On his Web site, the Florida Republican wrote:
“We, the undersigned, intend to oppose any legislation that would infringe on the American people’s constitutional right to bear arms, or on their ability to exercise this right without being subjected to government surveillance,” the senators write. “The Second Amendment to the Constitution protects citizens’ right to self-defense. It speaks to the history’s lesson that government cannot be in all places at all times, and history’s warning about the oppression of a government that tries.”
In joining this effort, Rubio added, “We should look for ways to keep firearms out of the hands of criminals and the mentally ill prone to misusing them, but I oppose legislation that will be used as a vehicle to impose new Second Amendment restrictions on responsible, law-abiding gun owners. We should work to reduce tragic acts of violence by addressing violence at its source, including untreated mental illness, the lack of adequate information-sharing on mental health issues, and the breakdown of the family.”
"I would say to Marco Rubio that 94 percent of his constituents, support a universal background check," Mark Kelly replied back on Fox News Sunday. Kelly, the husband of former Arizona Congresswoman Gabby Giffords, has become a leading figure for gun-control measures in the wake of the Newtown incident.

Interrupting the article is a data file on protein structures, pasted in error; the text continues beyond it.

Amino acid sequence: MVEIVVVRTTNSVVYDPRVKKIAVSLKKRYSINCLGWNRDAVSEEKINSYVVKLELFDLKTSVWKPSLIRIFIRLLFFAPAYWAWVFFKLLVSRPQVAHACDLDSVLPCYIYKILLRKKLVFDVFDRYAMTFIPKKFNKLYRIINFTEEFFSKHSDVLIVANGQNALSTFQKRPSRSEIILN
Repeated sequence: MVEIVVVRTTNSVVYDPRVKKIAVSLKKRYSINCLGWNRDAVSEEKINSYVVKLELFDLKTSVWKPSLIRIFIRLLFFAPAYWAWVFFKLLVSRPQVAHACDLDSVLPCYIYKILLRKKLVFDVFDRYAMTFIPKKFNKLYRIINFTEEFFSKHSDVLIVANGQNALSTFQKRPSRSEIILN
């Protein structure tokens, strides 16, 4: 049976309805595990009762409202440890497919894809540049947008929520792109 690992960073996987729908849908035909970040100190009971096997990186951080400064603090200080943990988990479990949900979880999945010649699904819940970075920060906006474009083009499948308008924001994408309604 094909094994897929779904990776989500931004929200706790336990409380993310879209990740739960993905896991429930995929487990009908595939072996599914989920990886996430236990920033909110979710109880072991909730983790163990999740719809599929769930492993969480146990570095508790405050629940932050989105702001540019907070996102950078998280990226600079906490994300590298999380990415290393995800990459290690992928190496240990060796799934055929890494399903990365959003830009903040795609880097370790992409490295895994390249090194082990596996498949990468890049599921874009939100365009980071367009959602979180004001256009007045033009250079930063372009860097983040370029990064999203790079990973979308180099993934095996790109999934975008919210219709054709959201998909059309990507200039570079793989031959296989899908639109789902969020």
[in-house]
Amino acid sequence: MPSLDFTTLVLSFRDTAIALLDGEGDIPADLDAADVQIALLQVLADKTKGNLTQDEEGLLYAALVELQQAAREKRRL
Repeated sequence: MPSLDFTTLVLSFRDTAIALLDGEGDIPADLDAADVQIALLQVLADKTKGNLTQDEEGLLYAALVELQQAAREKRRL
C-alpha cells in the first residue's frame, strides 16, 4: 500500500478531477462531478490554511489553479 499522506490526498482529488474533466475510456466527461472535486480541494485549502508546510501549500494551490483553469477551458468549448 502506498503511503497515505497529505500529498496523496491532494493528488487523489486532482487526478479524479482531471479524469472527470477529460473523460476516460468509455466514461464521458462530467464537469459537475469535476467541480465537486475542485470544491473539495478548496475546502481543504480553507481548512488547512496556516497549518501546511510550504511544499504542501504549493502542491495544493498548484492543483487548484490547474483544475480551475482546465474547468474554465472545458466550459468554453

"They should listen to their constituents, and certainly shouldn't be getting in the way of the process," Kelly said, adding "which is to debate the bill, and to vote on the bill. I mean that doesn't make any sense. And I imagine that at some point, if they actually do this, that their constituents will hold them accountable for those actions."
Kelly was on the defensive on Fox, because seemingly the momentum for what advocates would call "common sense" gun safety laws has already begun to dissipate from the shocking intensity that the Connecticut elementary school shooting death brought to the nation, just the latest of a number of mass gun shootings that seem to happen every year in the U.S.
Last week a spokesman for Senator Chuck Grassley announced that the Iowa Republican will introduce an alternative gun bill in the Senate next month that will probably not include a universal background check.
Kelly told Fox News' Chris Wallace that such a bill would be a mistake, citing statistics that up to 40 percent of people who buy guns do so without going through a background check.
The NRA and some GOP Senators are against universal background checks because they fear that background-check data could be used to build a "secret" national registry of U.S. gun owners. That plays into the fear (or paranoia, some might argue) that the feds will have a checklist of people to ultimately go after their guns.
Kelly said that wasn't logical, saying that such background lists works with federally licensed gun dealers - no with the government.
On NBC's Meet The Press, Arizona GOP Senator Jeff Flake said it was excessive paperwork that causes him to oppose universal background checks.
"People in a private setting transferring or loaning a shotgun to go on a duck hunt for example, I think in his universal background check system there would be issues with..so I think universal background checks we can scale back and still make significant progress by strengthening our background check system going too far."